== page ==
Bioactive Compounds from Cereal By-Products and Their Potential Health Benefits

A special issue of Foods (ISSN 2304-8158). This special issue belongs to the section "Grain".

Deadline for manuscript submissions: closed (20 November 2022) | Viewed by 2758

Special Issue Editors


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Guest Editor
Key Laboratory of Coarse Cereal Processing, Ministry of Agriculture and Rural Affairs, Sichuan Engineering & Technology Research Center of Coarse Cereal Industrialization, School of Food and Biological Engineering, Chengdu University, Chengdu 610106, China
Interests: functional foods; cereal science & technology; phytochemicals; polyphenols

Special Issue Information

Dear Colleagues,

Cereal grains are a major source of human food and their production has steadily been increased during the last several decades to meet the demand of our increasing world population. Several epidemiological studies have found a relation between intake of whole cereal grain and reducing the risk of chronic diseases, such as cancer, cardiovascular diseases, type II diabetes, and gastrointestinal disorders. Health benefits of whole cereal grain could be attributed to the synergistic effects of micronutrients and phytochemicals, such as phenolic acids, sterols, tocols, tannins, and anthocyanins, as well as dietary fibre, polysaccharide, bioactive peptides, which are generally found in the seed and the outer bran layer of cereal. Therefore, it is very important to find out efficient methods to identify and quantify the functional ingredients, to search strategies and processing technologies to enhance the content and bioavailability of nutrients, bioactive compounds, and bioactive macromolecules from cereal, as well as explain their possible health benefits for humans.

Now, all researchers are invited to submit their original and high-quality research articles or reviews concerning the bioactive compounds from cereal by-products and their potential health benefits to this Special Issue.

Topics covered in this Special Issue include (but are not limited to):

  • Identification and chemical structure analysis of bioactive compounds derived from cereal;
  • Structure and bioactivity changes during processing and preservation;
  • Encapsulation, bioaccesibility, and bioavailability of active ingredients;
  • In vitro and in vivo evaluation of biological properties and related mechanisms.

Dr. Jianbo Xiao
Prof. Dr. Liang Zou
Guest Editors

Manuscript Submission Information

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Keywords

  • extraction and purification of bioactive ingredients from cereals and by-products
  • structure–activity relationship of bioactive ingredients from cereals and by-products
  • technological properties
  • bioaccesibility and bioavailability of bioactive ingredients from cereals and by-products
  • health benefits of bioactive ingredients from cereals and by-products
  • functional foods based cereals and by-products

Published Papers (1 paper)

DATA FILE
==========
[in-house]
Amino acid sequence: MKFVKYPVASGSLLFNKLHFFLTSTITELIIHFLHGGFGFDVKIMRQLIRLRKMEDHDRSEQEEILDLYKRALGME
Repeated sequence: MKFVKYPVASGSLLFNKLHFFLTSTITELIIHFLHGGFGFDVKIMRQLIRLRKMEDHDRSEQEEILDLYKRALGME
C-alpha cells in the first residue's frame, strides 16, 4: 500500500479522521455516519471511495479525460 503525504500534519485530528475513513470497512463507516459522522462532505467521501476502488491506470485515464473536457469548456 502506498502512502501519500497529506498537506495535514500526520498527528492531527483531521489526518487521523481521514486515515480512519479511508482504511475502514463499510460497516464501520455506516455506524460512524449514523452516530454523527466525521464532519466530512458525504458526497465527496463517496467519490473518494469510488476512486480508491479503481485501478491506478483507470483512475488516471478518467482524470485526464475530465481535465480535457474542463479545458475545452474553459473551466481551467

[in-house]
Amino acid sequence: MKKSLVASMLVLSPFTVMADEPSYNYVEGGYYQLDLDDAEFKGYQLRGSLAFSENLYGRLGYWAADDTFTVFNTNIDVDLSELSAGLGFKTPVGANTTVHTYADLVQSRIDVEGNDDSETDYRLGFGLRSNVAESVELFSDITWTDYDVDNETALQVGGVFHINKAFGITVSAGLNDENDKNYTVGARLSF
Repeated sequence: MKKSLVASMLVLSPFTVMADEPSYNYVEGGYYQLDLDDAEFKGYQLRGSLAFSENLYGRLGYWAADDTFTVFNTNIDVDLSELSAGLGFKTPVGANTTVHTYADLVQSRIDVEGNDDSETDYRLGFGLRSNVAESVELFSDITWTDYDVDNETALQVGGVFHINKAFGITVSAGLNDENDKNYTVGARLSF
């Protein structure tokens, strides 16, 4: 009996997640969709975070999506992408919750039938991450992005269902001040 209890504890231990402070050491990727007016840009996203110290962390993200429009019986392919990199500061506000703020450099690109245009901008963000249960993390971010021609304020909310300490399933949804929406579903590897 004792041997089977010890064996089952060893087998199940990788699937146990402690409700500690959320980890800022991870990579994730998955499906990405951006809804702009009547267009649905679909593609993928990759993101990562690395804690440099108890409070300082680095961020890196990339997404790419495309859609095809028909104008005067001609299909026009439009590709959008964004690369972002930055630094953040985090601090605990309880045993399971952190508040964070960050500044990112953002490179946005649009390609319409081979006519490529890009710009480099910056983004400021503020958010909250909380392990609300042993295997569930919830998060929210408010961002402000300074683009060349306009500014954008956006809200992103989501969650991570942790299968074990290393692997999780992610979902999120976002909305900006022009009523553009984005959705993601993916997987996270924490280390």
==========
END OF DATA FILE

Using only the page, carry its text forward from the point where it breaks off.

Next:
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Research

11 pages, 18984 KiB  
Article
Biochemical and Structural Characterization of Ferulated Arabinoxylans Extracted from Nixtamalized and Non-Nixtamalized Maize Bran
by Muzzamal Hussain, Farhan Saeed, Bushra Niaz, Ali Imran and Tabussam Tufail
Foods 2022, 11(21), 3374; https://doi.org/10.3390/foods11213374 - 26 Oct 2022
Cited by 3 | Viewed by 2077
Abstract
Maize bran is a good source of non-starch polysaccharides, having various bioactive compounds. In the current research, we extracted the ferulated arabinoxylans from nixtamalized maize bran (NMB) and non-nixtamalized maize bran (NNMB) and explored their biochemical composition (monosaccharides, phenolic compounds) and structural characteristics [...] Read more.
Maize bran is a good source of non-starch polysaccharides, having various bioactive compounds. In the current research, we extracted the ferulated arabinoxylans from nixtamalized maize bran (NMB) and non-nixtamalized maize bran (NNMB) and explored their biochemical composition (monosaccharides, phenolic compounds) and structural characteristics (FTIR, SEM and XRD) as well as antioxidant activity. Results showed that contents of ferulated arabinoxylans were 8.1 ± 0.04% and 6.8 ± 0.02 in NMB and NNMB, respectively. Moreover, the purity of arabinoxylans was 60.1 ± 0.8% and 57.04 ± 0.7% in NMB and NNMB ferulated arabinoxylans. Furthermore, ferulated arabinoxylans have higher arabinose, xylose and ferulic acid contents. FTIR spectra of NMB and NNMB ferulated arabinoxylans depicted the presence of polysaccharide compounds and the corresponding band was observed at 993 cm−1, which is due to glycosidic bond vibration. In addition, absorbance regions of arabinoxylans between 900 cm−1 to 1200 cm−1 were observed. Moreover, SEM micrographs of ferulated arabinoxylans had visible rough and porous surface morphology. Further, ferulated arabinoxylans of NMB and NNMB did not exhibit any sharp peaks in XRD graphs, attributed to their amorphous nature. However, XRD 2θ showed peaks at 20.0°, which predominantly indicated that the material has an amorphous state with small crystalline regions in the sample, which shows the presence of xylans (small and narrow sharp peaks). Full article
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